EMC Unveils Documentum Upgrade

Vendor opens up its document management fire-hose, but there is still work to do

July 23, 2008

4 Min Read
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EMC has started the overhaul of its document management strategy, unveiling Documentum version 6.5 and announcing a long list of products around Web 2.0 today.

That will put us on a new path of evolution because it starts to add Web 2.0 technologies into the business world,” says Whitney Tidmarsh, EMC’s vice president of marketing, explaining that firms have typically been nervous about harnessing Web 2.0-style social networking and image-sharing technologies. “It has been a little bit hamstrung -- for example, instant messaging shares a lot of information that gets passed outside of companies’ control.”

The vendor first discussed its long-term plans for its bewildering array of Documentum products at the recent EMC World event in Las Vegas, and today it added more flesh to the bones of this strategy.

First up is a Documentum offering called CenterStage, which was first discussed in Sin City under its code-name of "Magellan."

”It gives a number of new ways of interacting with information that don’t look like your typical content management product,” adds Tidmarsh, explaining that CenterStage uses an iTunes-style "carousel" for rotating images. “With iTunes, you’re looking at the cover of an album -- with the Carousel navigation, you’re looking at the front page of documents.”EMC has also built an "embedded workspace" feature into CenterStage, which is essentially a secure chat-room where authorized users, both inside and outside a company, can discuss specific documents.

A free online beta version of CenterStage will be available in August, and the GA version, which will ship at the end of this year, will also be free.

EMC will also launch a version of Documentum called Media Workspace bundled with its Digital Asset Manager later this month, which is aimed at firms dealing with complex digital images.

”It’s focused on management of rich media assets; for example, the ranking of images for a car that is being launched,” says Tidmarsh, but would not reveal the software’s pricing model.

EMC will also introduce MyDocumentum, a technology for users to access Documentum data even when they are off line, later this month.”This is kind of an old concept with a new face,” explains Tidmarsh. “We have integrated the basic content capabilities of Documentum into everyday desktop applications like Exchange.”

Another Documentum offering launched today is High Volume Server, which is aimed at firms that need to quickly process large quantities of data for the likes of email archiving and check imaging.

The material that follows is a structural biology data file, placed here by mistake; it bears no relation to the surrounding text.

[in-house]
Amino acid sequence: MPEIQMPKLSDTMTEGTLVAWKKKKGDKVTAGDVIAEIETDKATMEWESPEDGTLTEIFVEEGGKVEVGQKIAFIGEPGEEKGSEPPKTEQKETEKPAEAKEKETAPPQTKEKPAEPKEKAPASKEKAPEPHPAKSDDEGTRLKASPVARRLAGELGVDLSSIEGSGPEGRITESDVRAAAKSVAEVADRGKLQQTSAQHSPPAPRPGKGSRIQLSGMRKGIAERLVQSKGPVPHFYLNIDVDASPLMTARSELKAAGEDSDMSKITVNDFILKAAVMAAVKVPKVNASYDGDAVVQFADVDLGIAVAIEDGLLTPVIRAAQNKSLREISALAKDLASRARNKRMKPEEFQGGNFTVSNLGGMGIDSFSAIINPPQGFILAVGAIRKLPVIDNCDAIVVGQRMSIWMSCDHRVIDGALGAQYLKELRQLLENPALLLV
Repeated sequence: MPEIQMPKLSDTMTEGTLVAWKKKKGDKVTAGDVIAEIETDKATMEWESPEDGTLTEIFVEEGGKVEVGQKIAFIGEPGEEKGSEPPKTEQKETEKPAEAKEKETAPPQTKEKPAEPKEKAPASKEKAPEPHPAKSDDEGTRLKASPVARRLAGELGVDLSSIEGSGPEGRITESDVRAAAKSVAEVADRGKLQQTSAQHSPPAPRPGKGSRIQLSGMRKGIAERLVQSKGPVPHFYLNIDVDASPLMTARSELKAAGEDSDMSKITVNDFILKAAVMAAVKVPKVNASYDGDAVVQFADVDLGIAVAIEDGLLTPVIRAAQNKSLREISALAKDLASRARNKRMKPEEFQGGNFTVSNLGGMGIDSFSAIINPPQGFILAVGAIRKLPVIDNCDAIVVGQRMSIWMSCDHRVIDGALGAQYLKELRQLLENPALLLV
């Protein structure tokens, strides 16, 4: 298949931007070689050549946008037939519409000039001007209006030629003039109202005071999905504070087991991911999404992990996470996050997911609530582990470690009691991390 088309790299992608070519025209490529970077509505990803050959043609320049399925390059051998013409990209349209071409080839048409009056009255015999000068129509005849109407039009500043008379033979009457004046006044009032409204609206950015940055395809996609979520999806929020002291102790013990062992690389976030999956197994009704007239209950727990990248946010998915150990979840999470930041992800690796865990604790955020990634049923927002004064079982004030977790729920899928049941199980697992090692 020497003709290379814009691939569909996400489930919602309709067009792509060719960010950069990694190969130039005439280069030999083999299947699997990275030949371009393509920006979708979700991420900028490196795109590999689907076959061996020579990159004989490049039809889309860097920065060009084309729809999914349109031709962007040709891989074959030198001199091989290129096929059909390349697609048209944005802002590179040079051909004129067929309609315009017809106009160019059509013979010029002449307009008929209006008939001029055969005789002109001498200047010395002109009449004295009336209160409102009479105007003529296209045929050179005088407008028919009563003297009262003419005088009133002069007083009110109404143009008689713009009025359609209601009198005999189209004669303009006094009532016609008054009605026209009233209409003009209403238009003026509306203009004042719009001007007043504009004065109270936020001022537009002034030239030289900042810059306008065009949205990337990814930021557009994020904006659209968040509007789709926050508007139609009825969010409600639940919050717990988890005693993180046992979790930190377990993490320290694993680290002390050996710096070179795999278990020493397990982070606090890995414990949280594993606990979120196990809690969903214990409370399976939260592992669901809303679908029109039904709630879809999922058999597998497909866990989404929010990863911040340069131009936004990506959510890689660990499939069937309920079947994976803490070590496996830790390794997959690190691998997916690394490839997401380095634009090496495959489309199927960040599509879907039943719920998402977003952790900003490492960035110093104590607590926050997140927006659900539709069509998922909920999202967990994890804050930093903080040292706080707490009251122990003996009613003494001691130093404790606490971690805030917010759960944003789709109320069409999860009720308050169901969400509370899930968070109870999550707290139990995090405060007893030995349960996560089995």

High Volume Server will be "bundled with our yet-to-be-released email archiving products,” adds Tidmarsh.

EMC has also enhanced its TaskSpace workflow software with a new user interface and a "Business Activity Monitor (BAM)" containing performance related charts and graphs.

”The really cool thing about TaskSpace that we’re looking at is that people are tired of five or six different programs to open up documents,” says Chris Campbell, Documentum architect at Fort Worth, Texas-based FirstCommand Financial Services. “Now we just have one user interface to access documents.”Next Page: XML, File Movement & Records Management

Other enhancements unveiled today include XML Store, a native XML database within Documentum, and AVALONidm, which is used to move and manage large files. The final upgrade is EMC’s Federated Records Services (FRS), which lets users manage records in Documentum and repositories from other vendors.

Like all of the offerings announced today -- except for the production version of CenterStage -- XML Store, AVALONidm, and FRS will be available later this month.

Somewhat confusingly EMC, refused to discuss pricing for any of the products it launched today, claiming that it is almost impossible to work out a standard configuration or mix of the 150 different Documentum offerings.

EMC’s Tidmarsh did at least offer some ballpark figures for the cost of the entire Documentum product suite.For smaller organizations or departments running the whole Documentum suite on a single application, the cost could be somewhere between $30,000 and $50,000, she explains. “At the opposite end of the spectrum, [there’s] a 100,000-person company -- in that instance, you could be talking about multimillion dollars.”

EMC’s fire-hose of Documentum announcements comes after IT managers and CIOs have urged the vendor to boost the technology, citing the need for better user interfaces and growing pressure to link their data with other systems via SOAs.

Clearly, there is still plenty of scope for enhancements to Documentum, which competes with FileNet, now part of IBM.

Although he describes Documentum 6.5 as “a giant leap forward” for EMC, FirstCommand’s Campbell tells Byte and Switch that there are areas where he would like to see the vendor further enhance its product suite.

”If there is anything that I would like to EMC to focus on, it’s definitely more in the area of XML integration and enhancing the search capabilities of Documentum,” he says. “There’s a new language called ‘Sparkle,’ for example, that’s taking things that don’t connect and making them connect in a way that makes sense.”The exec explains that Sparkle could be used to match a customer information database and product database, offering users a new level of data mining.

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  • EMC Corp. (NYSE: EMC)

  • FileNet Corp. (Nasdaq: FILE)

  • IBM Corp.

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